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Logo: Computational Health Informatics
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Logo: Computational Health Informatics
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Most of our research is done in the context of real-world usage scenarios. The following lists some of the areas in which our team has experience in researching both application specific algorithms as well as support services and infrastructure.

Medical Research

Simulation of Tumor Thermal Ablation

Laser Interstitial Thermo Therapy (LITT) is an established surgical method. One of the main difficulties of using LITT is the limited capability of the available mathematical models and surgical planning systems to accurately predict the induced damage. Our model simulates the light distribution using the diffusion approximation of the transport theory instead of using the classical approach of Monte Carlo simulation. Furthermore, the model simulates the heat distribution using the bioheat equations including the effect of micro-perfusion in the tissue and the dependency of thermal and optical properties on the temperature and the injury. The injury is estimated using the damage integral. In-vitro validation of the simulation show deviation of 5% on the x-axis till 20% in the y-direction (the scalpel cut was performed in this direction).

Interfacing HPC and Life Science Research Collaborations

Information technology (IT) infrastructures for research collaborations and virtual research businesses are essential elements of science in the field of medicine. The sustainability of the infrastructure depends on how well it integrates into the scientific process and builds on existing skills and knowledge sets.  This objective could be achieved by the integration of several portals of different research networks and the interfacing between these portals to maximize the usability and minimize the cost.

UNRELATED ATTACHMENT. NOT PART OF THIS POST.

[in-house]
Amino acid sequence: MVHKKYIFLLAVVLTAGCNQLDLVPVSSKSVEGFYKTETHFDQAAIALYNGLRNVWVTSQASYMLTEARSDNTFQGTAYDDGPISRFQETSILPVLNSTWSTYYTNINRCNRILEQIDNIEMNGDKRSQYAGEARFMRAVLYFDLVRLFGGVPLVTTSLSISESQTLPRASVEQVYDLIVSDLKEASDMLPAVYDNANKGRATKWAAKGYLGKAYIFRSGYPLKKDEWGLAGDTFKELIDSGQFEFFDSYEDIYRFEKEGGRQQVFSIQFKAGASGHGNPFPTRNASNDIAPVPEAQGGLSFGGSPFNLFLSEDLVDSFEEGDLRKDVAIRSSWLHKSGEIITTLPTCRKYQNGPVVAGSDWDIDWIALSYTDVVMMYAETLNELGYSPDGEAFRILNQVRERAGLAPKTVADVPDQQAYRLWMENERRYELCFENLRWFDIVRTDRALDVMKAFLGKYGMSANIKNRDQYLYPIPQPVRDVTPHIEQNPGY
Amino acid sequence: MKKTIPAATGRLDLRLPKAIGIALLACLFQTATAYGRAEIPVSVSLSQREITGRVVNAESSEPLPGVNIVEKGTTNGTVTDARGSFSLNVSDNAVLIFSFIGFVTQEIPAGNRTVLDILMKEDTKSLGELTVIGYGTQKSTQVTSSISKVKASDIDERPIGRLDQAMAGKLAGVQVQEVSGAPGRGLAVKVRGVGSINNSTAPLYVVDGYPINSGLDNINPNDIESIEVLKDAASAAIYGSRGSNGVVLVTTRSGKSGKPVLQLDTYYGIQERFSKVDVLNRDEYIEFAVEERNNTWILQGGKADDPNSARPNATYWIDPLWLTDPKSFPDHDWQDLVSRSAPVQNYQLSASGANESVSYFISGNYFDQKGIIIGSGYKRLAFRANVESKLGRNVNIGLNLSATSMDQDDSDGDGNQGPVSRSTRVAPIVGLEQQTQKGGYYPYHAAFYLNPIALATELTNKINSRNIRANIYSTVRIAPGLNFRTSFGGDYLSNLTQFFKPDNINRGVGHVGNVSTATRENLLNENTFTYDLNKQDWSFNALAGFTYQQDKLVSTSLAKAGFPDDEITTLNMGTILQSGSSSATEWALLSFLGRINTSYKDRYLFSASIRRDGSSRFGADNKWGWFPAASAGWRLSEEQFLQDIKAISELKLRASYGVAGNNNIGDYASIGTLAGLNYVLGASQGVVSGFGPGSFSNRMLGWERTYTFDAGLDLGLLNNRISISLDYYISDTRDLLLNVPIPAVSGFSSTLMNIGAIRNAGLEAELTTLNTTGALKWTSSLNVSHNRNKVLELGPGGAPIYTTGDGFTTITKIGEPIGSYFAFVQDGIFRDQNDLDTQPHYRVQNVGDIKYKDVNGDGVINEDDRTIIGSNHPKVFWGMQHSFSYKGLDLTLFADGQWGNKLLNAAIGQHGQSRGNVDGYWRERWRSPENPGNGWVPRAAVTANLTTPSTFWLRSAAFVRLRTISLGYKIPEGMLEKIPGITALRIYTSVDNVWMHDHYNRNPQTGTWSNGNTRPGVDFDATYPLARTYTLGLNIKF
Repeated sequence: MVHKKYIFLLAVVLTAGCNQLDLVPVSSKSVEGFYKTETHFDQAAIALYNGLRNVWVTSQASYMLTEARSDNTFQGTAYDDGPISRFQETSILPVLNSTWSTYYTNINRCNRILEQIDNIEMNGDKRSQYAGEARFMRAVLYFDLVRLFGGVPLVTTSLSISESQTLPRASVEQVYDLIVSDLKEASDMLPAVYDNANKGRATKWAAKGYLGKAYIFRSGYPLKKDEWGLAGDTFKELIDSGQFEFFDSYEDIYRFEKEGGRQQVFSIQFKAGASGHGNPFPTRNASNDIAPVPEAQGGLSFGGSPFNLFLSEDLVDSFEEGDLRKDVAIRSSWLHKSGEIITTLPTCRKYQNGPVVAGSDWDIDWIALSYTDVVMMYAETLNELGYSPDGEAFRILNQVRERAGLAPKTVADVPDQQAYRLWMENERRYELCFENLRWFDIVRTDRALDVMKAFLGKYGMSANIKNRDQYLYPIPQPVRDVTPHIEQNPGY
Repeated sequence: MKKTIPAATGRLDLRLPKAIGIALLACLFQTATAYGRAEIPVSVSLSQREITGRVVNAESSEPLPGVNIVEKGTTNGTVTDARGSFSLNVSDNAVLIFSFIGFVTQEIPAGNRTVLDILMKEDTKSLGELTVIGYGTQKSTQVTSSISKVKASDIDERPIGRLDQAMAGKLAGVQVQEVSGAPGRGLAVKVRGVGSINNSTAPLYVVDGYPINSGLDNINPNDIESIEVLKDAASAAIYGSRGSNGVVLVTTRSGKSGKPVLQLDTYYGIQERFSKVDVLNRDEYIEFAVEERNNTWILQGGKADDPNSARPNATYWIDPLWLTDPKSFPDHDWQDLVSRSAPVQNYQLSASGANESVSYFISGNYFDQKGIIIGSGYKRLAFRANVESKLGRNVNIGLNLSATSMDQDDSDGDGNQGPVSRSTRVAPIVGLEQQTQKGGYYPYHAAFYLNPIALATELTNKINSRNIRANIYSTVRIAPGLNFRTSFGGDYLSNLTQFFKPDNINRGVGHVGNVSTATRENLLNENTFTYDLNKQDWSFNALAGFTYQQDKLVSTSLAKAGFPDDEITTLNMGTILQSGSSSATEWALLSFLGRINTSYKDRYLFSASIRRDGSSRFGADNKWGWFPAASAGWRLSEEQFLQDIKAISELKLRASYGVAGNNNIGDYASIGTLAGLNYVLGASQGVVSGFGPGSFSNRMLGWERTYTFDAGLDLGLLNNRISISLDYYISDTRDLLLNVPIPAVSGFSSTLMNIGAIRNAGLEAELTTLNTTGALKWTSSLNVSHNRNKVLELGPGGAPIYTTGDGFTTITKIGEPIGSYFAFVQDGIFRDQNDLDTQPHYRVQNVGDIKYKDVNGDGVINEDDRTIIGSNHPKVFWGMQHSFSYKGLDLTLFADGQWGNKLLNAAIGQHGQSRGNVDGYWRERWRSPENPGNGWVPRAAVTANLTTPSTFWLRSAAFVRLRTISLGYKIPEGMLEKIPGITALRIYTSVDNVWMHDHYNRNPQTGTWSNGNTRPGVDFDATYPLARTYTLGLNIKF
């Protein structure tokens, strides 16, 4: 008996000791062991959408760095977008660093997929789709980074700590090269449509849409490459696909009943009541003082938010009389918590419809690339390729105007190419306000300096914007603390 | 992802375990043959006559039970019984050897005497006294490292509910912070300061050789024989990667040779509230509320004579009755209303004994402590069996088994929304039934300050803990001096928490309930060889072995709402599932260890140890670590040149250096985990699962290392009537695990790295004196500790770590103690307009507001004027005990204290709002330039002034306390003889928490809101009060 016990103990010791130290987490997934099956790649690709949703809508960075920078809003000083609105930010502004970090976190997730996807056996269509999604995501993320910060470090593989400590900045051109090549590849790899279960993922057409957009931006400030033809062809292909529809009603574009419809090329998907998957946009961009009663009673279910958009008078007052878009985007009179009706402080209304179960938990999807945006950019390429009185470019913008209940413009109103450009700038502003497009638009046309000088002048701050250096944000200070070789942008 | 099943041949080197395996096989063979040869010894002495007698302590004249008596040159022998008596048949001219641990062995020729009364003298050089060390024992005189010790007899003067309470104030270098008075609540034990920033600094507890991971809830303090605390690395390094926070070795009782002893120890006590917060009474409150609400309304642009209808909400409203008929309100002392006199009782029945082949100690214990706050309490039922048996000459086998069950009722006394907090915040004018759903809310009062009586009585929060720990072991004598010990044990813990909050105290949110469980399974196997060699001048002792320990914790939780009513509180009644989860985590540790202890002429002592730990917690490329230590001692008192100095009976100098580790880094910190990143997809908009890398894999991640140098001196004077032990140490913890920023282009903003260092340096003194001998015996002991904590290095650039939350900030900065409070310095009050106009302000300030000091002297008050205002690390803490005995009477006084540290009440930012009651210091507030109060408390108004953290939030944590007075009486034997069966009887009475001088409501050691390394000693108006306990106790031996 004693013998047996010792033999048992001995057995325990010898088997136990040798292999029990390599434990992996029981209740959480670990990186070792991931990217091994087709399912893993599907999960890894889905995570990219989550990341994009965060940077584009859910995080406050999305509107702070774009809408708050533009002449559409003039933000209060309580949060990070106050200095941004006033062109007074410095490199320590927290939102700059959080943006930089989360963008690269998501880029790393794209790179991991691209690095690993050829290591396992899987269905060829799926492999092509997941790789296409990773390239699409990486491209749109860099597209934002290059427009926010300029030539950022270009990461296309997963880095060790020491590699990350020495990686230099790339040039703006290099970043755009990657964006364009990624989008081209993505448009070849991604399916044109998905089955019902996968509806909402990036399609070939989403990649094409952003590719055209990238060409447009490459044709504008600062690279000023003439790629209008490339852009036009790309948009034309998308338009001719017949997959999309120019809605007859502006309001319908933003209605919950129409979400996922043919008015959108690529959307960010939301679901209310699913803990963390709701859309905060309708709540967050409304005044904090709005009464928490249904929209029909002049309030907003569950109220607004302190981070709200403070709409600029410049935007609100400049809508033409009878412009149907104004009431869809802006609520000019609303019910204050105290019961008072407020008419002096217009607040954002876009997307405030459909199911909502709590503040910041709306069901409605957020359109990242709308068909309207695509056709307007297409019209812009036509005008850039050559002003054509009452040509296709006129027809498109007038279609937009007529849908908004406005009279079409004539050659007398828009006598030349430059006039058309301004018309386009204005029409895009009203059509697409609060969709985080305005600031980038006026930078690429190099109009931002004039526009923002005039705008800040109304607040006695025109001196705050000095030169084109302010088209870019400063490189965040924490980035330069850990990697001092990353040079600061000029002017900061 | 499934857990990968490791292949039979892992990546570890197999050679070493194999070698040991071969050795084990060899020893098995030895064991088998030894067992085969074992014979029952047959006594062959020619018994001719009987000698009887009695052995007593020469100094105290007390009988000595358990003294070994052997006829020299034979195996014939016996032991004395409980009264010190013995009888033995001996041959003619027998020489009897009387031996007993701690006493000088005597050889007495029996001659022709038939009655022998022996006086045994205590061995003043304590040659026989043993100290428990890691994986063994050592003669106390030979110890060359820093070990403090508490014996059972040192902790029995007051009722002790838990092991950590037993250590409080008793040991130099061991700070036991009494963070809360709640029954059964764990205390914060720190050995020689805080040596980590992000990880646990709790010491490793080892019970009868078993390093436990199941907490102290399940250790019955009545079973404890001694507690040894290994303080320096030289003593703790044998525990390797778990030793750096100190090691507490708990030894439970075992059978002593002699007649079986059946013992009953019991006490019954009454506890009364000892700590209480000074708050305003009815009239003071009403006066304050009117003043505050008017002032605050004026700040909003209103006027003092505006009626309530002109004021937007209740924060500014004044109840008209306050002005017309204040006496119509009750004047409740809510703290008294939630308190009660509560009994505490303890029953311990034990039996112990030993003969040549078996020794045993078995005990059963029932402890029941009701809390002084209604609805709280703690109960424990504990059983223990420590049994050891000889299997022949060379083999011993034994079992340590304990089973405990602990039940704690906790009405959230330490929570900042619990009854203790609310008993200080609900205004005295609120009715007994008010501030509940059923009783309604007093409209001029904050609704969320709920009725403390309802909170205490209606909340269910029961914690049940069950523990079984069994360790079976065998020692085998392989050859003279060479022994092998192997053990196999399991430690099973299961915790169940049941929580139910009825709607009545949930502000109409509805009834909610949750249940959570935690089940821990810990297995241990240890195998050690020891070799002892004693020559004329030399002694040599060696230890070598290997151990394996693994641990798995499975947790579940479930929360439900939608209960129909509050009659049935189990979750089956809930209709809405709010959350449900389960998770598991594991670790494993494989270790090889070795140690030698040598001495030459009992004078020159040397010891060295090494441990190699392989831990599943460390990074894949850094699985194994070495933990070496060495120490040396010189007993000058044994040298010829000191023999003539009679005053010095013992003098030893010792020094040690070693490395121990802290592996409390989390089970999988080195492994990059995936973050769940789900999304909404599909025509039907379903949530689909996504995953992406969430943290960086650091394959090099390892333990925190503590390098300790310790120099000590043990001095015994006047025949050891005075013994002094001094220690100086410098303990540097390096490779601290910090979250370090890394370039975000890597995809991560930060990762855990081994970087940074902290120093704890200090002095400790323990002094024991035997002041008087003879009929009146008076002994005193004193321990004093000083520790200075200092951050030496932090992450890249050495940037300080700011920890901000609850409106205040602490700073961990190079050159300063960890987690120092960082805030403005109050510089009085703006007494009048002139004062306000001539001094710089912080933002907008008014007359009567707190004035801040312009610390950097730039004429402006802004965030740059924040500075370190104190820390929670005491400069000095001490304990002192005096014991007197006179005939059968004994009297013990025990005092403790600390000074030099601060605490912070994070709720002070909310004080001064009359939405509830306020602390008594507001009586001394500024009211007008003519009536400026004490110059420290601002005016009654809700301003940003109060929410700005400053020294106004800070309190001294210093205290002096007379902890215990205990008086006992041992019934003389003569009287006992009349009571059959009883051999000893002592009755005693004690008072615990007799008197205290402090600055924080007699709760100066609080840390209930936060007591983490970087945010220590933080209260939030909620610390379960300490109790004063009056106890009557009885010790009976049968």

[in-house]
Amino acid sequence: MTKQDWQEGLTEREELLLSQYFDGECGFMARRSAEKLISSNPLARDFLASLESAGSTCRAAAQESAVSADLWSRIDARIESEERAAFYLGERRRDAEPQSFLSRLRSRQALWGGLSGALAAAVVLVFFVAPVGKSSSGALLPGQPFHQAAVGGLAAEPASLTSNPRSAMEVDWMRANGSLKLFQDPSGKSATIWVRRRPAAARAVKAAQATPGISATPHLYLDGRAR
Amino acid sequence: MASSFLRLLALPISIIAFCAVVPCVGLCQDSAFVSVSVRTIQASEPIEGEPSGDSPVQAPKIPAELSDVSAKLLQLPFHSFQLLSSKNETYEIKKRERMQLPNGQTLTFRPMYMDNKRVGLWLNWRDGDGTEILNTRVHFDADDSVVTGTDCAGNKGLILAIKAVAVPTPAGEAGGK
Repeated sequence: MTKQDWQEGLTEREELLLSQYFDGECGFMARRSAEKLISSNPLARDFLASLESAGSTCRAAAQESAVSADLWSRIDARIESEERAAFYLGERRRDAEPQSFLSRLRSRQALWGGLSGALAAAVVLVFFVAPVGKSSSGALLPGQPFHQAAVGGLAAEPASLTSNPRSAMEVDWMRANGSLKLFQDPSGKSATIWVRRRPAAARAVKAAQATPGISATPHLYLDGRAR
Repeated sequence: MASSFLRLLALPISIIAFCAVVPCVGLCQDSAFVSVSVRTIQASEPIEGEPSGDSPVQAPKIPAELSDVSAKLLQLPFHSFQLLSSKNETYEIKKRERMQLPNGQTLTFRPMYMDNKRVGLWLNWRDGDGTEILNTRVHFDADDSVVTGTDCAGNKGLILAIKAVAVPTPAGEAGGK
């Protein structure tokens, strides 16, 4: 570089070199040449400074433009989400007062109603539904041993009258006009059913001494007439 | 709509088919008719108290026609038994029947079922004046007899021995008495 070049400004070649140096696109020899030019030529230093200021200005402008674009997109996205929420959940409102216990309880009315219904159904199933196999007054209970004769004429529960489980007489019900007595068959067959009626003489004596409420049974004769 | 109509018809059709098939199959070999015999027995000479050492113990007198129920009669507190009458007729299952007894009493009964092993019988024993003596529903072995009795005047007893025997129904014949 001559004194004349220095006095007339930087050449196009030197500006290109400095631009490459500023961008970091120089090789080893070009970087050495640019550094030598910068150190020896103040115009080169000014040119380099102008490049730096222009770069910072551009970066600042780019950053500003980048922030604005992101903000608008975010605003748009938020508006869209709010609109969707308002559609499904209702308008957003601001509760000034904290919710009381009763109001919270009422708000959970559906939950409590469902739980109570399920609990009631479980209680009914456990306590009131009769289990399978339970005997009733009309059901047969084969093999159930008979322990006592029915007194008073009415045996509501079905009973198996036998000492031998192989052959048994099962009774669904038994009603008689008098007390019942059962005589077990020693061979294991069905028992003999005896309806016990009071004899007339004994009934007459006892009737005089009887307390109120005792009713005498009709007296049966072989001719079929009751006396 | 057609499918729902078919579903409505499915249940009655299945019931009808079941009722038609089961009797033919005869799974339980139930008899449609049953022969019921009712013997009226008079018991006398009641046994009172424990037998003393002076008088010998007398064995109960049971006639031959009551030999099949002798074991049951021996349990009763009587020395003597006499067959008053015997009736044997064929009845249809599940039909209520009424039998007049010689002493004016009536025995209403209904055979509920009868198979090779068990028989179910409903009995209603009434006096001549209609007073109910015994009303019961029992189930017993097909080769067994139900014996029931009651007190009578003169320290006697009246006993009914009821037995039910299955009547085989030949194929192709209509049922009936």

Financial Services

Stock Market Analysis

Analysing stock market data is a compute intensive task. Using heuristic approaches and secure distributed compute resources allows correlation predictions to be made in near real-time. 



Geoscientific Research

TIN Creation for a Finite Elemente Storm Flood Simulation in Hamburg

Flood simulation is a finite element calculation based on a flat water model. Basis for this simulation is a Triangulated Irregular Network (TIN) which is adapted to this special simulation calculation. The resolution of TIN can depend on the location and can be chosen in relation to flood relevant properties of the terrain like gradient, dike lines, and building density.

Starting point is a digital elevation model, consisting of measurement points with height information. To detect the important terrain properties automatically, a regular lattice with a mash size of a few meters is needed. For the huge Elbe area, the raster interpolation has to be done parallel is several sub areas. This sub areas are shown in the fig. below.

From this raster data parts, a unique TIN will be generated. This TIN will become the basis for the flood simulation calculation.  

Simulation of Noise Immission in Dortmund

Detailed noise calculations with a spatial resolution of 10m can for large towns like Dortmund can only be done by splitting the town area into 1 × 1 km parts, which will be calculated in parallel. A map with such sub areas of Dortmund is shown below, the calculation time for the parts is shown in relation to the building density.